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The “Cancer” of Labor Day

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When I heard that Paul Ryan had been selected by Mitt Romney to be his Vice Presidential candidate in the upcoming election I almost did a spit take. I had been doing some rather depressing research into the right’s characterizations of progressives (it’s not pretty) and I had a day or so before found Ryan’s 2010 session on the Glenn Beck radio program where he and Beck agreed that, “progressivism is a cancer,” “a complete affront to the whole idea of this country” that “never sat right” with Ryan.

Now, I am used to the kind of grade-school sneering that typically comes with conservatives talking about “socialism,” but this was a much more explicit step. As an American citizen proud of our progressive moments in history I was honestly fearful during the 2010 election when Glenn Beck called on “progressive hunters” to help him and his then devout tea-party followers “take their country back.” While Beck has since been dismissed to the GOP’s extreme radio backwaters he has called this pick “political genius,” and among leading conservative thinkers he is not alone.

The conservative right is afraid of Hitler, Mussolini, Marx (for some reason), and the current economic conditions of Greece, that much is clear. But the inability to give progressive politics their place in American history is, to me, appalling. Granted, national applications of socialism can look all sorts of ways (nefarious to Norwegian), but it does not always end up in tyrannical rule and bankruptcy. Of course you would never know that from the histories we hear on the campaign trail or from the motives that have been associated obliquely to Barrack Obama since his election. Meanwhile capitalism, that gleaming and innocent evolutionary force (interestingly advocated frequently by opponents of evolution) knows no such evil in the minds of American conservatives like Ryan. At least nothing nearly as awful as those horrible dictators, critical thinkers, and Grecian social servants.

So let’s take a day, Labor Day seems as good as any, to remember the incredible gains made by labor activists, union leaders, progressive thinkers, and humdrum workers in the face of the tyranny of profit that ruled early industrial America, and which still threatens to set back human rights agendas the world over.

Sadly, Memorial Day and Labor Day have essentially been co-opted as ‘free time’ in America. I can personally say until very recently in my own history that I never kept either straight nor really understood what either was for. I’m embarrassed to say that did not change for me until friends of mine, young men and women in the post 9/11 world, began serving in larger numbers in the armed forces. One friend in particular lost a considerable portion of his heel in the opening days of the Iraq invasion. I remember the phone call from his crying sister telling me he had been wounded in battle, that they did not know anything else, and spending the next night wondering if he was still alive. These friends of mine are good people, fair people, loving and for the most part non-violent people, and they enlisted to fight for everything that they think America stands for that is good. They put their lives, livelihoods, and families on the line and exposed themselves to the violence of a faceless enemy in our name. Now I know exactly why we remember.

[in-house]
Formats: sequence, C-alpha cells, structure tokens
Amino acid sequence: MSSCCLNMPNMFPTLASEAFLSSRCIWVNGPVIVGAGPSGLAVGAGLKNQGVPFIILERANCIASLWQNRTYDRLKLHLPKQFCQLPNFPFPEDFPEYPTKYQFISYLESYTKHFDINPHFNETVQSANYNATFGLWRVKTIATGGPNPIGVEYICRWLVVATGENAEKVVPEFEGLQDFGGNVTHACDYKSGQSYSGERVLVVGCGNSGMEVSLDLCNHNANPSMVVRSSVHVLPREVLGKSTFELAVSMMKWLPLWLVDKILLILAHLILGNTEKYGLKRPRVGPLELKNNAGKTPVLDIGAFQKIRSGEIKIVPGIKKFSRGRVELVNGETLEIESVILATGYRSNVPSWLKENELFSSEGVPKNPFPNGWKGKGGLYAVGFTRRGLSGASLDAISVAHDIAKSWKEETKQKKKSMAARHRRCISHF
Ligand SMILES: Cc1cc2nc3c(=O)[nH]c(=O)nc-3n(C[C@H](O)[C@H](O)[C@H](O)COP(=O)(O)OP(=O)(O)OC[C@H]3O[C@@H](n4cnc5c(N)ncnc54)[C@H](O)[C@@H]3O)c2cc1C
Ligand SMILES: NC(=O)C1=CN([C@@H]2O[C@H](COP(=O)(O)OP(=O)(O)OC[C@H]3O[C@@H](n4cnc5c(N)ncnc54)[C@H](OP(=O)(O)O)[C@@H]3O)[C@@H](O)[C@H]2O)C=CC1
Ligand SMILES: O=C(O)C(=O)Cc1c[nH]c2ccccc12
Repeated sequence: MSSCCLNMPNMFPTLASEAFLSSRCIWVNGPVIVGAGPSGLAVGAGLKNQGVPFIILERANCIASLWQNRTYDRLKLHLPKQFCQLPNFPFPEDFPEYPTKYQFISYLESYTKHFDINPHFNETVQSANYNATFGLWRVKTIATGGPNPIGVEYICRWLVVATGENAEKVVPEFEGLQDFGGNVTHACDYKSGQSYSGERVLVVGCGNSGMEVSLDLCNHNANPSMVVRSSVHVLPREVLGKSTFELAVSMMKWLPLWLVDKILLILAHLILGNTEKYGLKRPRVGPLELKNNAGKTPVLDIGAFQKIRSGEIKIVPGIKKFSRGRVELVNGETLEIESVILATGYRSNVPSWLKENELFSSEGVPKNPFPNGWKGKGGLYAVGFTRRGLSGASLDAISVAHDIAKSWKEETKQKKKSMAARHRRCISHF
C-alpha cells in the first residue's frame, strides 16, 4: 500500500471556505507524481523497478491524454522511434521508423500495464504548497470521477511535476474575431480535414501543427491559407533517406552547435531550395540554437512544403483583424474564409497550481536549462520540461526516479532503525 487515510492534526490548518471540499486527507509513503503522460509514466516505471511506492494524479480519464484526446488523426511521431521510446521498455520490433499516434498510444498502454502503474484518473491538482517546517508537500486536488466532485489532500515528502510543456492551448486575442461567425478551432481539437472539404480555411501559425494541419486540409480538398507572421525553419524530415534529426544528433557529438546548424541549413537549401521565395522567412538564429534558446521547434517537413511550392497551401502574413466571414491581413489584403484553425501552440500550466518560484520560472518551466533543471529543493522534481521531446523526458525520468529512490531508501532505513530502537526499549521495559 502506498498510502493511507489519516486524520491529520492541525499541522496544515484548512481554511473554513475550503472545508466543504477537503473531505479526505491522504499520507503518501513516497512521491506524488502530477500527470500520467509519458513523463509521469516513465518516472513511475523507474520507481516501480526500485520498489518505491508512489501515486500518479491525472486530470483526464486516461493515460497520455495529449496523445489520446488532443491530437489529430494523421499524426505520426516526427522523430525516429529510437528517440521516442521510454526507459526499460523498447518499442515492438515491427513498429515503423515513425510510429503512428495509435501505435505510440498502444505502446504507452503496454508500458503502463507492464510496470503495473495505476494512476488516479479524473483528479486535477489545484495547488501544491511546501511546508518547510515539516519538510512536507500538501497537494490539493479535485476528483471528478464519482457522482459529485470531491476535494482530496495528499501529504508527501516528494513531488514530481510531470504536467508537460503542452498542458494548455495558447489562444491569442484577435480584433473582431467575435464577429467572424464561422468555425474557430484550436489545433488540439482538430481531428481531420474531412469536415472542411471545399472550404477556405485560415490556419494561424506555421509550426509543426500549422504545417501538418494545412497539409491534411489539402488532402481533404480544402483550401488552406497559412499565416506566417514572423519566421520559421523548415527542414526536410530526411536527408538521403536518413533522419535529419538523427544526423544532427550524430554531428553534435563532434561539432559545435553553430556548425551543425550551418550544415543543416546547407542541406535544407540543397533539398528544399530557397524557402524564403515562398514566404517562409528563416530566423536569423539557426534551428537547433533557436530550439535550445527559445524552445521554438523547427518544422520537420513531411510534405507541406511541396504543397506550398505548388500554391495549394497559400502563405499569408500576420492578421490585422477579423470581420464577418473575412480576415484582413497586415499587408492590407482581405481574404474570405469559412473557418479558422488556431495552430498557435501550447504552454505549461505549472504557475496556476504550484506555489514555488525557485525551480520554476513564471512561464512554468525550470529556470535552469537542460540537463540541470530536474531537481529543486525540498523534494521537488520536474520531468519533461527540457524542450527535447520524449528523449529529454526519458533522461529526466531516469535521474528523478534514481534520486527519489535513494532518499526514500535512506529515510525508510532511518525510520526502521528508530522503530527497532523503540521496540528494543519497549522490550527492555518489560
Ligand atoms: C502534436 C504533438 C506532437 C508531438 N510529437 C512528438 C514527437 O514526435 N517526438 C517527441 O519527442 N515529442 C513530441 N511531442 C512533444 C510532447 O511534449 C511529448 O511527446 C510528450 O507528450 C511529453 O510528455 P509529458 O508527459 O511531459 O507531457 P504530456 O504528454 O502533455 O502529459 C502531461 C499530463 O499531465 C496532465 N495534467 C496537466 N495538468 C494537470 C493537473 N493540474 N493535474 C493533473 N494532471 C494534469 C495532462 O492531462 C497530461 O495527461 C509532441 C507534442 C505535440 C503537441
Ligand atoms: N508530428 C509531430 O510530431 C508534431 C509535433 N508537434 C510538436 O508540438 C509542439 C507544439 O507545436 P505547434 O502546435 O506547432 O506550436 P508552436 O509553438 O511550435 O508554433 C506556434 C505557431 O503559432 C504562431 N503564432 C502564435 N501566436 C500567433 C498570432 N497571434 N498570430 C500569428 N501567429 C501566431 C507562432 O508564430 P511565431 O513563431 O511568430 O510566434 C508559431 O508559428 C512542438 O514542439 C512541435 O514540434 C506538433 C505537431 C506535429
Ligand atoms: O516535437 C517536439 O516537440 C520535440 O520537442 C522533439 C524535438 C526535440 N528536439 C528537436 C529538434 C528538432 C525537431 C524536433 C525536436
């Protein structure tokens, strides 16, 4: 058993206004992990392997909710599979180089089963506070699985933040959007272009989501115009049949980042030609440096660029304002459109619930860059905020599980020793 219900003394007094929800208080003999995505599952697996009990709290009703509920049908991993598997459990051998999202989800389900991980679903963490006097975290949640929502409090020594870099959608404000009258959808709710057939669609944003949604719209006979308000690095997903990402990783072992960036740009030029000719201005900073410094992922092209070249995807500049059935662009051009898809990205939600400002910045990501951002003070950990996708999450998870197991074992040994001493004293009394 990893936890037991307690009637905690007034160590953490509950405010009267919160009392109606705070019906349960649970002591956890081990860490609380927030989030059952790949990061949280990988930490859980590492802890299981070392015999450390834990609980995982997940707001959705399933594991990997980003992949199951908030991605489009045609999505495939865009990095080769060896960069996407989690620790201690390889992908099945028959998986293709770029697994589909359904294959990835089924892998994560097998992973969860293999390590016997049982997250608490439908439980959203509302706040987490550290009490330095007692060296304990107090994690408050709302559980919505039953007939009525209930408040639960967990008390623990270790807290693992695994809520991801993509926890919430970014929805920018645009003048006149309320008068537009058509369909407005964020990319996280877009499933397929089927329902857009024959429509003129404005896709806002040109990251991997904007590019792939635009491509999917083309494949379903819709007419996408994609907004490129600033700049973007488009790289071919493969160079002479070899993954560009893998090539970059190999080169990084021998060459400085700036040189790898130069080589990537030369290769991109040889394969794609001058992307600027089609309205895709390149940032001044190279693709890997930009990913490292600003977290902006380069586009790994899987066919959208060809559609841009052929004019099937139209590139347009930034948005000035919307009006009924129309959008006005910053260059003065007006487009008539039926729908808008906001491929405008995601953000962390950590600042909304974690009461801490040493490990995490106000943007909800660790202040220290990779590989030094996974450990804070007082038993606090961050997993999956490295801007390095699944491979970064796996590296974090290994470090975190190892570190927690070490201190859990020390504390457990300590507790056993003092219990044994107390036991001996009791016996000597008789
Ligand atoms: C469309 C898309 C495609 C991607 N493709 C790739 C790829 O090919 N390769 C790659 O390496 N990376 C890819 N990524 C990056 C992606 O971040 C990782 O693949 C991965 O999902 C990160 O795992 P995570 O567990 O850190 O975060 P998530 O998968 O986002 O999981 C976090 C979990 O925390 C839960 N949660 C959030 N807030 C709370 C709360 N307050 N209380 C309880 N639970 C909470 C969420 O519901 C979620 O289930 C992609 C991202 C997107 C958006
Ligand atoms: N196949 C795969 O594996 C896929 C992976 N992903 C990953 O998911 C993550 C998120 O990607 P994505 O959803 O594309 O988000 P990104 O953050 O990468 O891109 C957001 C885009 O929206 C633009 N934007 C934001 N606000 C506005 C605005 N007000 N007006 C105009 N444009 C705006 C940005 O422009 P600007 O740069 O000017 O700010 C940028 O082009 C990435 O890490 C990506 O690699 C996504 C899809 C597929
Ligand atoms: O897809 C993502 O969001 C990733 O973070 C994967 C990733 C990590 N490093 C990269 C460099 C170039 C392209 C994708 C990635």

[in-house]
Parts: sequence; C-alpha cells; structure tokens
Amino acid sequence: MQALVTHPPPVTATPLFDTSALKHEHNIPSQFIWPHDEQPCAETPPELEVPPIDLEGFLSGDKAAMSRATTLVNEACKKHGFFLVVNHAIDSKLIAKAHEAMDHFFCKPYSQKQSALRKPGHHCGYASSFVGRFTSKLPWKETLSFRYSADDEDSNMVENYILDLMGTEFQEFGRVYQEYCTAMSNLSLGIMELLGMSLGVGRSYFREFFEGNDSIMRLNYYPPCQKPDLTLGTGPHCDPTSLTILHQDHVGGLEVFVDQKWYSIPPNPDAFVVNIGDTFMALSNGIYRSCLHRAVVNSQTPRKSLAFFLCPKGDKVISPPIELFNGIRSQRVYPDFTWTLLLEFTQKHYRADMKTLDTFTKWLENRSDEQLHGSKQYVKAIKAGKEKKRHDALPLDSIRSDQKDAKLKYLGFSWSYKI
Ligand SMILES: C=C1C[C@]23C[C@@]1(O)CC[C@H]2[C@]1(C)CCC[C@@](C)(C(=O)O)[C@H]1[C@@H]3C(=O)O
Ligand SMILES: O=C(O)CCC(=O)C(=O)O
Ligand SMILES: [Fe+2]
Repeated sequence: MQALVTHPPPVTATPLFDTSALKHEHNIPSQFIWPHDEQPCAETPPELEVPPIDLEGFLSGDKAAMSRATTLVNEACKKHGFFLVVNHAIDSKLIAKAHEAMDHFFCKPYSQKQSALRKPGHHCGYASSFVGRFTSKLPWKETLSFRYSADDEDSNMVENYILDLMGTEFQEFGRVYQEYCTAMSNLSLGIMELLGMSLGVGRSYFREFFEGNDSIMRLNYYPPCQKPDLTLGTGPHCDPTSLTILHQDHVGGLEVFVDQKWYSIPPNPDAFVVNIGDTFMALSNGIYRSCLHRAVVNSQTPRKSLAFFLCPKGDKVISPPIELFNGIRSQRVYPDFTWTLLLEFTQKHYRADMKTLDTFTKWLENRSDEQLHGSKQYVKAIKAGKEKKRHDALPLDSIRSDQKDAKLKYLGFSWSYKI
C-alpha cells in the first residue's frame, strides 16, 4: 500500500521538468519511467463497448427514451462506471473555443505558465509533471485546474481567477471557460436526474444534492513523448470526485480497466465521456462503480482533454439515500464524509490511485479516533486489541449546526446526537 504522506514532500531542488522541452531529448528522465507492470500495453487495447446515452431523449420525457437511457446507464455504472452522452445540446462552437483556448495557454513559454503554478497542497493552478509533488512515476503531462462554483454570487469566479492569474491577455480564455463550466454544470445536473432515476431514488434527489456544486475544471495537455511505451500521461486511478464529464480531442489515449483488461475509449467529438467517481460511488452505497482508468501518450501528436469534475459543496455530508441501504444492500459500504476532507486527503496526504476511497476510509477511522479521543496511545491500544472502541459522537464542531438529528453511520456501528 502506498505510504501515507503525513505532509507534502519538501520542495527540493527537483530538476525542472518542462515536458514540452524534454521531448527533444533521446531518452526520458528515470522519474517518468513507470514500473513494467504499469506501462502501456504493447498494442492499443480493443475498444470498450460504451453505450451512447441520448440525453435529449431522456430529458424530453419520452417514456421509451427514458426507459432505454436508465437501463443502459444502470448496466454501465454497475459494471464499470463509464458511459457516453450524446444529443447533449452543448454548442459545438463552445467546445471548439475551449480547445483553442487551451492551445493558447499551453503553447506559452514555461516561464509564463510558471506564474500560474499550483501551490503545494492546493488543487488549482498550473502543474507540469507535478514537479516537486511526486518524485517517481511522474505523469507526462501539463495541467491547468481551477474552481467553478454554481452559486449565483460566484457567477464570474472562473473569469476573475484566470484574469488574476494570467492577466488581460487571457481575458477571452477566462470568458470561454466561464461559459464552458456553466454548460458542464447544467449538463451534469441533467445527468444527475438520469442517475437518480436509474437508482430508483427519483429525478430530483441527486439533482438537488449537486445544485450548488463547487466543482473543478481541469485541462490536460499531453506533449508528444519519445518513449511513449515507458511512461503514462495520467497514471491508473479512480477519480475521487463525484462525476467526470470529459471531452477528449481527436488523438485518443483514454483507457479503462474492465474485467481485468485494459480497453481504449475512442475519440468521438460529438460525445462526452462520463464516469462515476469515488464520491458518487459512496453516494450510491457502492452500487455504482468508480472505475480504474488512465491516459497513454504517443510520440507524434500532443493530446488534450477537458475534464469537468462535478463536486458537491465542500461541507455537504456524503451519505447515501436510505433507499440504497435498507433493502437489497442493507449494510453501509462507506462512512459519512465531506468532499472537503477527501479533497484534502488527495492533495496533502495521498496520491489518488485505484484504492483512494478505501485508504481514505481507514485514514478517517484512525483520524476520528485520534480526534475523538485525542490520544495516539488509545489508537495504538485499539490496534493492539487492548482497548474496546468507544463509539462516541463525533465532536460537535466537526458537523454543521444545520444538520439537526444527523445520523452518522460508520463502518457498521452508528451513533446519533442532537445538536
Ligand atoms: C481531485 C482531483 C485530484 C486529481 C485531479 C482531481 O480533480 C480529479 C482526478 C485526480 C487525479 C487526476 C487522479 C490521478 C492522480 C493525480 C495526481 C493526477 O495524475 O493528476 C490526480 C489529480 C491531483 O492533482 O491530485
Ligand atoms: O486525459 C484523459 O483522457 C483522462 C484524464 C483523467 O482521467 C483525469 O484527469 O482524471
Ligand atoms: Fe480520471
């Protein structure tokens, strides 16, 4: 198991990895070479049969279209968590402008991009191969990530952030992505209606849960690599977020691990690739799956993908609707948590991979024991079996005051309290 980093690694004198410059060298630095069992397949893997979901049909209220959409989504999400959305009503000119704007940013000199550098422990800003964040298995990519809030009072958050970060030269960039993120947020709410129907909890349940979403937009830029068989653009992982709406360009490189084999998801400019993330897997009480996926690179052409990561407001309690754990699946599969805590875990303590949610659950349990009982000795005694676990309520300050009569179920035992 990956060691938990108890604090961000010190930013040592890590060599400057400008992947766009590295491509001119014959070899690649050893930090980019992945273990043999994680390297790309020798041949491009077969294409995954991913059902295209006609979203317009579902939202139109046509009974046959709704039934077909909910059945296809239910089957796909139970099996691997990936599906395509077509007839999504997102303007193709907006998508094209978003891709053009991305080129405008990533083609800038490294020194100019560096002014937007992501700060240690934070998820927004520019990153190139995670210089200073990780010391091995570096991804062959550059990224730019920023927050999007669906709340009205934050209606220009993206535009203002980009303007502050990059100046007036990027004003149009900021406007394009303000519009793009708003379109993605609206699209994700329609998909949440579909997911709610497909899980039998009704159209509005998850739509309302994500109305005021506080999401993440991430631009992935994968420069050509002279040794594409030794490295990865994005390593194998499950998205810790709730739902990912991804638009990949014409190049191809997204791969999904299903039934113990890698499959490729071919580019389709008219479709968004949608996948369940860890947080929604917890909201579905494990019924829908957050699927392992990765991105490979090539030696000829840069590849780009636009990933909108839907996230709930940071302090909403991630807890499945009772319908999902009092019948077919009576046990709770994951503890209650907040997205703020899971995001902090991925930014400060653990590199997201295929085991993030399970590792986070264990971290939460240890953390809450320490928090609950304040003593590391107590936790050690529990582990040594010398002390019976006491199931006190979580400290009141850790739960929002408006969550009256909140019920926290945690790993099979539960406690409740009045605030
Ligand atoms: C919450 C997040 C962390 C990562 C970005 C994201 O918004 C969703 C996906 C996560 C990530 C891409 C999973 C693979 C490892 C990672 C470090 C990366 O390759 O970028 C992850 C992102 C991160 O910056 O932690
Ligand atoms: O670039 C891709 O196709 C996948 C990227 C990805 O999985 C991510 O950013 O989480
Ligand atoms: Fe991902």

Countless other similarly caring Americans have since our inception put their lives and livelihoods as readily on the line to fight for freedom via worker protection. Just as young people of today cannot imagine being drafted, or serving in the numbers required to win WWII, we cannot imagine going to work before the age of 15, or being forced to work in locked buildings with no windows, ventilation, or breaks. But that is exactly what pre-progressive America entailed – and the “invisible hand” of capitalism has proven to be an equally formidable (and equally depraved) opponent as any that our armed forces have faced on the battlefield.

Nowhere do we see more starkly the realities of this history than in the story of the Triangle Shirtwaist Factory Fire of 1911. We might call it the Lexington of progressivisim in this country, sadly we are obviously still waiting on our Saratoga.

Saturday, March 25th 1911 started like any other work day for the 500 workers of the Triangle Shirtwaist Factory located on the 8th, 9th, and 10th floors of a rickety building in the burgeoning new mega city of  New York. The workers, according to the episode in the marvelous documentary on the city released by PBS, “teenaged girls for the most part [were eager to meet their quota] finish up, collect their pay, and plunge into the mild spring evening.” At around 4 pm a fire started that would lead to a disaster that would stand unprecedented in that great city for close to 90 years.